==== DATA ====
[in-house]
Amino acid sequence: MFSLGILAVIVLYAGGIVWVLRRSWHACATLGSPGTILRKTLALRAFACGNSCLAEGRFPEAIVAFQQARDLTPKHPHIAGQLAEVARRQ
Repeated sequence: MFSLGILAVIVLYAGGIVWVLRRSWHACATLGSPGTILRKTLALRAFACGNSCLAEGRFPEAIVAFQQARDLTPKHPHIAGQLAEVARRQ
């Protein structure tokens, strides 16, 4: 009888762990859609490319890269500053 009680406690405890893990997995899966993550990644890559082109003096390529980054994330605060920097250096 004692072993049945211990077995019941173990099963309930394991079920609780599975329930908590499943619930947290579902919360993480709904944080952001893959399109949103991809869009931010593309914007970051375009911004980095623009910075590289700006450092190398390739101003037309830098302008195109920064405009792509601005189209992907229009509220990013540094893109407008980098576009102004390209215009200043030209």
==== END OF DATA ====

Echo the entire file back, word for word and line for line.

[in-house]
Amino acid sequence: MFSLGILAVIVLYAGGIVWVLRRSWHACATLGSPGTILRKTLALRAFACGNSCLAEGRFPEAIVAFQQARDLTPKHPHIAGQLAEVARRQ
Repeated sequence: MFSLGILAVIVLYAGGIVWVLRRSWHACATLGSPGTILRKTLALRAFACGNSCLAEGRFPEAIVAFQQARDLTPKHPHIAGQLAEVARRQ
């Protein structure tokens, strides 16, 4: 009888762990859609490319890269500053 009680406690405890893990997995899966993550990644890559082109003096390529980054994330605060920097250096 004692072993049945211990077995019941173990099963309930394991079920609780599975329930908590499943619930947290579902919360993480709904944080952001893959399109949103991809869009931010593309914007970051375009911004980095623009910075590289700006450092190398390739101003037309830098302008195109920064405009792509601005189209992907229009509220990013540094893109407008980098576009102004390209215009200043030209």